Peaceful demonstrators in Minneapolis remained part of the nationwide crusade to bring awareness to George Zimmerman's acquittal.
On Saturday, about 100 protesters showed to support 17-year-old Trayvon Martin who was shot and killed by Zimmerman, the neighborhood watch volunteer that a Florida jury determined last week was acting in self defense when he shot and killed Martin in February 2012. The demonstration marked the second of its kind in Minneapolis in two weeks.
HUNDREDS RALLY FOR JUSTICE: http://bit.ly/19c6T7V
Martin's mother, Sybrina Fulton, is vowing to put an end to racial profiling.
"Of course we're shocked and disappointed, but that just means that we have to roll up our sleeves and continue to fight," Fulton said.
Vigils across the country have followed Fulton's message, and in Minneapolis, a crowd rallied at the federal courthouse on Saturday where a pastor spoke about his wishes for the case to help change attitudes about racial relations throughout the country.
"If we continue to allow things to go the way they are and if we continue to interact with each other the way we continue to do it, then his death is in vain," he said.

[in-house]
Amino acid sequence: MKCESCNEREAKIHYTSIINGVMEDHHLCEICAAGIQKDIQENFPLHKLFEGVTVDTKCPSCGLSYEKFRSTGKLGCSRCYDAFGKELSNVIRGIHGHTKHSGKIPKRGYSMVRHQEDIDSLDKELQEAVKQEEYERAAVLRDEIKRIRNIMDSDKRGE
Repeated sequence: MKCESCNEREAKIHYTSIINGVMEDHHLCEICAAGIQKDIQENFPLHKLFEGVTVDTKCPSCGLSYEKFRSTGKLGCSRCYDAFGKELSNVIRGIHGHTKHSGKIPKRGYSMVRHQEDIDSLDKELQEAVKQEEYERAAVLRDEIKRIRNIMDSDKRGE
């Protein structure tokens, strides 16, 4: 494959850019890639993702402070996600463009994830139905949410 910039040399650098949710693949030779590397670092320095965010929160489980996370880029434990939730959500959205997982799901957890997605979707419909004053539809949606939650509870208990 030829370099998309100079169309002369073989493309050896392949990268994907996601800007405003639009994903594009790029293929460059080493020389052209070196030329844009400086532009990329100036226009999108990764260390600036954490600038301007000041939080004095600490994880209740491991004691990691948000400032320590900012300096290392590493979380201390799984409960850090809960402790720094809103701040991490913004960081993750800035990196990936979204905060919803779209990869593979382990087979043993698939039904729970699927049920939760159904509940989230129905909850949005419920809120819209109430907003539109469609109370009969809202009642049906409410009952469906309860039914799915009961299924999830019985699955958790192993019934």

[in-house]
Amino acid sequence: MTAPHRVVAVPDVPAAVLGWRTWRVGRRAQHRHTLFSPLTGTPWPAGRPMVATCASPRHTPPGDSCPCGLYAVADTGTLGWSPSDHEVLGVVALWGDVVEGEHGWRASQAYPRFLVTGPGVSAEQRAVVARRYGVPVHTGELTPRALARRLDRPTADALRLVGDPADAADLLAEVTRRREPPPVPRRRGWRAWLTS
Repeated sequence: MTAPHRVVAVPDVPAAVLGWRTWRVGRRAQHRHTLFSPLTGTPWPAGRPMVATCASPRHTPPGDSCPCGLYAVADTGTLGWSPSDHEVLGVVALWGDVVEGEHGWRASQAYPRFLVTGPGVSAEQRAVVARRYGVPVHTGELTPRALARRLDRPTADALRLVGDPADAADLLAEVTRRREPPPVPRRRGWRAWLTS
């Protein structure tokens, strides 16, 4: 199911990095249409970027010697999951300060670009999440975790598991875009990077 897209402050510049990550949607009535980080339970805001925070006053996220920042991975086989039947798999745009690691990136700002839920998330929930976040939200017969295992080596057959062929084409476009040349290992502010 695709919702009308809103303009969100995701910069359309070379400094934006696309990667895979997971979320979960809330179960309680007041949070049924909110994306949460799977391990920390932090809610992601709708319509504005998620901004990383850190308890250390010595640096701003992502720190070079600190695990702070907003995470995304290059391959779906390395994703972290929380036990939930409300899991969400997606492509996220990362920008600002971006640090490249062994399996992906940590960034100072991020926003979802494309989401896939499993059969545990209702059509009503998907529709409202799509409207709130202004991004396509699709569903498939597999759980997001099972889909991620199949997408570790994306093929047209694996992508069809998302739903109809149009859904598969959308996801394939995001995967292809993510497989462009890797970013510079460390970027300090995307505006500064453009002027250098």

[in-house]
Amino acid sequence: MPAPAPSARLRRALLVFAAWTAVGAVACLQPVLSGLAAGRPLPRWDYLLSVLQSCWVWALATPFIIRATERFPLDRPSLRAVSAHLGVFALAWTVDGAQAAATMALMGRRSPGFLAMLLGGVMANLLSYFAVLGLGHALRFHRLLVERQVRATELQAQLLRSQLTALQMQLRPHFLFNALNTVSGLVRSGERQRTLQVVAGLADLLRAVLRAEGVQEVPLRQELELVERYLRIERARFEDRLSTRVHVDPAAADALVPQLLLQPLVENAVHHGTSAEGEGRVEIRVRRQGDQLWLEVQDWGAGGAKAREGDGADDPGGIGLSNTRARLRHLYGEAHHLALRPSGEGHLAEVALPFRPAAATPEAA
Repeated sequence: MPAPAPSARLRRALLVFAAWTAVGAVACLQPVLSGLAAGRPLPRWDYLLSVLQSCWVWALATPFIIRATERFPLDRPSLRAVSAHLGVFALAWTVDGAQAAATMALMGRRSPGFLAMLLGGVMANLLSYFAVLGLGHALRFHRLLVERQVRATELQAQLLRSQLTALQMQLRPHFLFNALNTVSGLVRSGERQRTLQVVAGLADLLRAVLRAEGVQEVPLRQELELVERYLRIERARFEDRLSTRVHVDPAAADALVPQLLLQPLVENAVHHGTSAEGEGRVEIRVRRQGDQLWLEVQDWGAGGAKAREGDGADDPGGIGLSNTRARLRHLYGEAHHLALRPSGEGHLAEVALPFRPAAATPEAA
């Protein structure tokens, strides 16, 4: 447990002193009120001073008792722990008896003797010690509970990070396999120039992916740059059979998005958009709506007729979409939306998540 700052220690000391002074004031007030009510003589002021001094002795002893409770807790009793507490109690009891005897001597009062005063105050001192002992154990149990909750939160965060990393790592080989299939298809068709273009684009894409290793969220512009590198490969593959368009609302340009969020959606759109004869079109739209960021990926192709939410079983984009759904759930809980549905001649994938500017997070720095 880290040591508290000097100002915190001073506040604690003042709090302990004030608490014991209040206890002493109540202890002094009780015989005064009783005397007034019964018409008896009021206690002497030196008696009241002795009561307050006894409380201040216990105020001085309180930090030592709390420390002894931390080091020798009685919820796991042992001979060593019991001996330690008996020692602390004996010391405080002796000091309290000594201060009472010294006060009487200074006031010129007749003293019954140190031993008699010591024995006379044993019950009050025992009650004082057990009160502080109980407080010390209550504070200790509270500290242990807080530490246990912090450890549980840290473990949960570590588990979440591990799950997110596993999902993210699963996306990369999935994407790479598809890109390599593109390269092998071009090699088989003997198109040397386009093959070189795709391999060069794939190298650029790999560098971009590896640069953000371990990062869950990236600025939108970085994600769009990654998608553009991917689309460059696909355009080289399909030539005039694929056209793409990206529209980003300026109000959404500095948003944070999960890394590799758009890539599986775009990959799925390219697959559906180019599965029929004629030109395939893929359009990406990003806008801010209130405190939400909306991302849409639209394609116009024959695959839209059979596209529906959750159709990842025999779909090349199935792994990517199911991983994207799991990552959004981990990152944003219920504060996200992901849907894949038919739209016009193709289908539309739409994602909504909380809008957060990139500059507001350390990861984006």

Organizers want Zimmerman to face federal civil rights charges and are calling for changes in the nation's self defense laws generally known as "Stand Your Ground" laws.
While many states uphold some form of "Stand Your Ground" law, the state of Florida specifically gives individuals the right to use reasonable (including deadly) force to defend themselves without any requirement to retreat from a dangerous situation.
Several states have also incorporated the Castle doctrine into standing state laws, which means the person experiencing a perceivable threat has no duty to retreat from danger when their home is attacked, and Florida goes a step further and removed the duty to retreat from other locations outside the home where the person has a legal right to exist.
However, it is widely recognized by lawmakers across the country that those laws that are prominent throughout the south simply aren't going to change any time soon.
In a rare public address on Friday, President Obama asked the nation to do some soul-searching following Zimmerman's acquittal.
OBAMA'S ADDRESS: http://bit.ly/135pGdz
"When you think about why, in the African- American community at least, there's a lot of pain around what happened here, I think it's important to recognize that the African- American community is looking at this issue through a set of experiences and a history that doesn't go away," Obama said in the surprise appearance at the White House press room.
"There are very few African-American men in this country who haven't had the experience of being followed when they were shopping in a department store," he said. "That includes me."